The Center for Health Reporting Health News Page is a collection of articles useful to health reporters from selected sources. This list of articles is updated every 15 minutes, 24 hours per day.
Take a look at KHN's lighter side, featuring today's cartoon and health policy haiku.
Editorials and columnists in several papers around the country pressed officials toward accepting a Medicaid expansion and offered suggestions about implementation. Also, comments continued about a recent study on Medicaid.
Bloomberg reports that the U.S. Department of Veterans Affairs has put off more than $765 million in spending authorized for equipment and care. Meanwhile, the Los Angeles Times reports on how securing disability compensation has become a battle for many Vietnam Veterans.
Georgia Health News reports on this surprising trend.
Media reports detail the latest on the debate in Mississippi, Michigan, Louisiana, Arizona, California and Iowa.
Mergers between Catholic and secular hospitals could mean wider restriction of abortion, even as lawmakers in many states consider tighter regulation or bans on the procedure.
An analysis by ProPublica and The Washington Post has found that Medicare does little to track doctor prescription patterns when they're prescribing potentially hazardous drugs.
News outlets continue plumbing newly released federal data that details for the first time what hospitals charge for some of the most common in-patient procedures.
Viewpoints: Obama Took Risk On Budget Offer And Was Slammed By Rep. Ryan; Health Law Could 'Quash' Progress On Spending
A selection of editorials and opinions on health care from around the country.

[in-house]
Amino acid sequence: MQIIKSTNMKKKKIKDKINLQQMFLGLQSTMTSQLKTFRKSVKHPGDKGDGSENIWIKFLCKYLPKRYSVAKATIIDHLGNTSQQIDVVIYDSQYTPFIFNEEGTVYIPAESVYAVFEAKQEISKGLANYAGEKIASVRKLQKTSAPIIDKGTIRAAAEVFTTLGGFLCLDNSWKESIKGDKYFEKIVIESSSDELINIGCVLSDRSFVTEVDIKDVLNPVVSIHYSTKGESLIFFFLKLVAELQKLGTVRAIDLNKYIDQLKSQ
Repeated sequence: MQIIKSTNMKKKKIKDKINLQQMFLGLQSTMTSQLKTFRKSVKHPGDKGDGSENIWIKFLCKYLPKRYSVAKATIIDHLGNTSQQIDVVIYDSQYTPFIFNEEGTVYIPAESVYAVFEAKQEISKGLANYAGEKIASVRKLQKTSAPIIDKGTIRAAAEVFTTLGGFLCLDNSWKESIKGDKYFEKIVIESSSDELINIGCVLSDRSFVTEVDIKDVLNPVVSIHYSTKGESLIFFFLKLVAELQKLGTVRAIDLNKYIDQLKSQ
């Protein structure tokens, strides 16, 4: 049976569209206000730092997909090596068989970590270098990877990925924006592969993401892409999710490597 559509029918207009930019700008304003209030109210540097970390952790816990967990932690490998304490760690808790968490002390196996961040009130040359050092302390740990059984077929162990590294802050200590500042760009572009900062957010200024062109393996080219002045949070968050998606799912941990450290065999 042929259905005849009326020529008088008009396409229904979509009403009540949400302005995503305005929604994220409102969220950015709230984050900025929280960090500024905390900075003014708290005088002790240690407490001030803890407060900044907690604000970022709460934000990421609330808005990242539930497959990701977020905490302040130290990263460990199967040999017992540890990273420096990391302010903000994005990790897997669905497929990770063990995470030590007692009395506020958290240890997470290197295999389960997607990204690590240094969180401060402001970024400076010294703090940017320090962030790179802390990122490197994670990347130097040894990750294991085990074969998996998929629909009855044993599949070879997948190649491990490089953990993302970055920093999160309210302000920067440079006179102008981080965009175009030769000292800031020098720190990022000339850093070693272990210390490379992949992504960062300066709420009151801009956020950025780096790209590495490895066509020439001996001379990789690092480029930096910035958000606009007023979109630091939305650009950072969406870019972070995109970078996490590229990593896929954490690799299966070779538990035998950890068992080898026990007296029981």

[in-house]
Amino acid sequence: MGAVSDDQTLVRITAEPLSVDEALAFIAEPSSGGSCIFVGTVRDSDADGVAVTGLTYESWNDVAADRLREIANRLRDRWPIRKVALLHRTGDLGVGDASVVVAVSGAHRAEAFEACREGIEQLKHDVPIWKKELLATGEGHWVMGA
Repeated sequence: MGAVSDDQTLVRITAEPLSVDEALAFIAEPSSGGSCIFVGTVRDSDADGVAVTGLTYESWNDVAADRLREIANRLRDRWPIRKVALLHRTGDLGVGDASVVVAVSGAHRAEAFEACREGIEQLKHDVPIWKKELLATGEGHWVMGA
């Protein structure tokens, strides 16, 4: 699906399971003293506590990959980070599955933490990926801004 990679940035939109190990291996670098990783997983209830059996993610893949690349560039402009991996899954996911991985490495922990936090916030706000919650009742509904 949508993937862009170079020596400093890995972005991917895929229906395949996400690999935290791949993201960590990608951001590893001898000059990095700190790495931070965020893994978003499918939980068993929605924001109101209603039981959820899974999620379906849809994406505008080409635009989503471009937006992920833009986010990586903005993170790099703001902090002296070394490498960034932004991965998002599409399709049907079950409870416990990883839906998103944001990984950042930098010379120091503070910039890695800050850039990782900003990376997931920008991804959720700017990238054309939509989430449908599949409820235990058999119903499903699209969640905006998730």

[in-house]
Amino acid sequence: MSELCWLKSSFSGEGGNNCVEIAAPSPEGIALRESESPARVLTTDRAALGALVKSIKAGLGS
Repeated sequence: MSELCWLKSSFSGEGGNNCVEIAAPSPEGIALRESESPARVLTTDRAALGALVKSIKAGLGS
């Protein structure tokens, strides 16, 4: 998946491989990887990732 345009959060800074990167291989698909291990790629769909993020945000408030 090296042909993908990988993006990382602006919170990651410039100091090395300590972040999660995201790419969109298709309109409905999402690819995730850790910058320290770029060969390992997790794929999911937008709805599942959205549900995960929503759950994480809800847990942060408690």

Also, the Obama administration OKs Utah's dual health exchange while news outlets report on developments from South Carolina, Colorado and Connecticut.
Today's early morning highlights from the major news organizations, including reports that Health and Human Services Secretary Kathleen Sebelius has been seeking out funds from private sources to support efforts to publicize the health law.
A new online tool created by ProPublica allows the public for the first time to search, sort and compare information on physicians and other health care providers who prescribe medication under Medicare Part D. The tool -- called Prescriber Checkup -- accompanies ProPublica's analysis of CMS data on Medicare Part D prescribing patterns. ProPublica/Washington Post, ProPublica.
A report from the American Medical Association's board of trustees states that AMA has concerns about the shift to ICD-10 code sets, but that advancing directly to ICD-11 standards would be "fraught with its own pitfalls" and thus "is not recommended." Modern Physician.
A study finds that about one-third of mobile applications offering guidance on pain management were developed without obvious input from a health care provider, and that about one-third had an indeterminate amount of input from a medical professional. American Medical News.
A MarketsandMarkets report predicts that the global health IT market will reach $56.7 billion by 2017, up from the 2012 market value of $40.4 billion. According to the report, the U.S. and Canada will account for the largest market share. Clinical Innovation & Technology et al.
Lawmakers in the Texas House and Senate have advanced several health IT-related bills. For example, one new proposal would allow health care providers in the state to collect and verify patient data by swiping an individual's driver's license. Texas Tribune/New York Times.
Experts say that hospitals in low-income areas could be hardest hit by a program that aims to curb Medicare readmissions. Most of the California hospitals that have received the program's maximum penalty serve low-income patients. KPCC's "KPCC News."
Garry Maisel, CEO of Western Health Advantage, said at a Drexel University-sponsored event last week that enrollees in individual health plans offered through California's health insurance exchange next year will see premiums grow significantly from current rates. Sacramento Business Journal.
Gov. Brown and Democrats disagree over how to expand Medi-Cal and how much indigent care funding should be provided to counties. Compared with Brown, Democrats want to expand Medi-Cal coverage to more residents and reimburse physicians and hospitals at a higher rate. Los Angeles Times.